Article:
Yes, folks, I still love painting and I still write about artists who use traditional methods. I wanted to give you a little taste of what’s to come. I’m currently working on an article about Bay Area artist, Aaron Nagel. I had the pleasure of sitting down with him to discuss his art and practice BUT here’s a great video from the Warholian. Enjoy!

Artist Aaron Nagel Studio Interview – Warholian Profile Series – Warholian.com from Warholian on Vimeo.

Art is simple and complicated but its such an alluring and wonderful thing. Yet, let’s face it, money is an issue for any parent hearing their kid plead for an art education (trust me, I know, I begged my Mom when I was in high school). Studying and participating in art is not exactly welcome in a Filipino household, I’ll tell you that much. Yet, it’s important to understand why and I wish I caught onto the Bohemia of Finances series by art and culture writer, Brandon Brown (who writes critically about hip hop/rap – swoon!) sooner. I need to back track as soon as possible but I paid particularly close attention to Part 6 of the series because he conducted an interview with Patricia Maloney, Editor and Founder of Art Practical (double sigh, one of my art heroes). In any case, it’s an interview filled with great questions and amazing answers that touch upon an artist’s practice, pecuniary matters in the art world, and art theory/criticism and how they all intersect. Ms. Maloney’s answers to Mr. Brown’s questions certainly bring up some salient points about how the varying levels of education affect contemporary art and how art production and consumption affect an artist’s practice as well as the market. Definitely worth reading because it’s filled with a lot of great information and insight!!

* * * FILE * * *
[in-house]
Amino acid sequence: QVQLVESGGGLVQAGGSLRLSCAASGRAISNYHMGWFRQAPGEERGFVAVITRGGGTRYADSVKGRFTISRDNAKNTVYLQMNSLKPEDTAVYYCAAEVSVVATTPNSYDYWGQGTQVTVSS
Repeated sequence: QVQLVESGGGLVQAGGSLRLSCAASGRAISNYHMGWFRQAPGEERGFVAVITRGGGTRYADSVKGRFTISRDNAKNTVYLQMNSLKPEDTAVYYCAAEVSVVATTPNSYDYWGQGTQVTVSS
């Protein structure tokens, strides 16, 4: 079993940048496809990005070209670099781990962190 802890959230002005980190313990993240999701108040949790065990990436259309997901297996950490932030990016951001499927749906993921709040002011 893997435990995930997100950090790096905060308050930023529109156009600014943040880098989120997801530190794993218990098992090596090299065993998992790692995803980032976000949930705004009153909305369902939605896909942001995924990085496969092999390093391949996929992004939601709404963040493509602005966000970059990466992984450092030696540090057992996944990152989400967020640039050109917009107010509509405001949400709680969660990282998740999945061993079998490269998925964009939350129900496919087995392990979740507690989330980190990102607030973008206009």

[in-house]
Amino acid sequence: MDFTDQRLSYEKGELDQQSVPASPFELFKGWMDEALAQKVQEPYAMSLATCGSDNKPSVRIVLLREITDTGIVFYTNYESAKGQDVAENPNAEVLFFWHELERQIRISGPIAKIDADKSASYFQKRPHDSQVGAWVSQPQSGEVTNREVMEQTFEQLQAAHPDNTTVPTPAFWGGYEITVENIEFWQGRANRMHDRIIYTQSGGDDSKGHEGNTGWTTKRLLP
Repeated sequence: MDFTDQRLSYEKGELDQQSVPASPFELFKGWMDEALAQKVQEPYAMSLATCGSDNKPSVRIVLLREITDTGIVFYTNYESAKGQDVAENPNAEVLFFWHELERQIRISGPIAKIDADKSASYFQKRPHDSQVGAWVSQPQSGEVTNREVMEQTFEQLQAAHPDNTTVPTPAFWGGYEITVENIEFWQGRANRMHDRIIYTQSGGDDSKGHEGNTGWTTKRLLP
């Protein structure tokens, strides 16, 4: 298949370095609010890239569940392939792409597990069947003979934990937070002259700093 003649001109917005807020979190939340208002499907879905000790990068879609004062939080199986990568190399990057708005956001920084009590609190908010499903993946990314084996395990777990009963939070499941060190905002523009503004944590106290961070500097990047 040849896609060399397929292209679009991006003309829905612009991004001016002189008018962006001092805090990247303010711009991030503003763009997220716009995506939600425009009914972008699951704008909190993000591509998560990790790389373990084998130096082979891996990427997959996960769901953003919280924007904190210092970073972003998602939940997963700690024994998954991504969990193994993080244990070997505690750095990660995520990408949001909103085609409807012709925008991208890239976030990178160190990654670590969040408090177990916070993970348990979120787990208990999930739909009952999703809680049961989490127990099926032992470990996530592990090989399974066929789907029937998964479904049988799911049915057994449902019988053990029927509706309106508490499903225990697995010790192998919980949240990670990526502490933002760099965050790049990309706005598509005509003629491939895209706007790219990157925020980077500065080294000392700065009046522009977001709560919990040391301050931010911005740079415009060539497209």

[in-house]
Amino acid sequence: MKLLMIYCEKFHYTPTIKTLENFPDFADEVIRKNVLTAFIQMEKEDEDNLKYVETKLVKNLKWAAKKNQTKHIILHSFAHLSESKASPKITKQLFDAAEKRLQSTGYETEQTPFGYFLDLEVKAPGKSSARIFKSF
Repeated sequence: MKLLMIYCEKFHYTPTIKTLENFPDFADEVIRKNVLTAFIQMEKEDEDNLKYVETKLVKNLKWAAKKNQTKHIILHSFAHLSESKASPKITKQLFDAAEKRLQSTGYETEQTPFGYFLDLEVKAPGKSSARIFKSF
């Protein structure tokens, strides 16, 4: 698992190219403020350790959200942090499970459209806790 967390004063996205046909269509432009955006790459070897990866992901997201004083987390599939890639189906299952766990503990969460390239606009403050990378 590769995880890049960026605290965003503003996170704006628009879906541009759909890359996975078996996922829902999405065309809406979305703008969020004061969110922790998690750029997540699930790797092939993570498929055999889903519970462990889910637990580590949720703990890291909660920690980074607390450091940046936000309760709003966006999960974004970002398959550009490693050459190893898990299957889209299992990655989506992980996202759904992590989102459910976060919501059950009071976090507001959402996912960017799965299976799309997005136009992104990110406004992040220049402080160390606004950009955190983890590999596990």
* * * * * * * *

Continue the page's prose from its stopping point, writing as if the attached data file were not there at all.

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What is the best way to understand artists?

For me, it’s, actually, going through the art making process. To experience what the artist experiences. Everyone is unique and completely different but the commonality is the struggle all artists have to create something and be heard, seen, and understood. The above slide show includes pictures I took of my work currently at the UC Berkeley Extension Art and Design campus in Downtown San Francisco. I did a series of drawings for my ‘Working in Series’ class. Having never shown work before, it was an eye-opening experience. Although a student show, it reminded me of all the components integral in staging an actual exhibition.

Likes:

  • The camaraderie
  • Seeing my classmates again
  • Witnessing how we’re all different and how our unique experiences are reflected in our work
  • Teamwork amongst artists to showcase work appropriately
  • An amazing professor – Pam Lanza!

 Dislikes:

  • Measuring and hanging
  • The Security Guard gave me the stink eye as I entered the building with my drawings as if I wasn’t supposed to be there
  • Hanging up the art work and looking at it a million times to see if it’s straight
  • Feeling sad when seeing my classmates’ frustrated after having to hang and re-hang their pieces
  • Wondering if people will understand or care…then again, it doesn’t matter (I guess)

Overall, being an art maker has definitely helped me with my writing skills. Allowing myself to being an artist (outside of classes and writing) gives me insight into the overall process. Another epiphany, I don’t want to be a curator or gallery owner! They have ridiculously difficult jobs!!

Art School Confidential by Daniel Clowes

Don’t have unrealistic expectations. If you wanna make money, you better drop out right now and go to banking school, or web site school, anywhere but art school. And remember, only 1 out of 100 of you will ever make a living as an artist. ~Professor Sandiford, Art School Confidential (played by John Malkovich)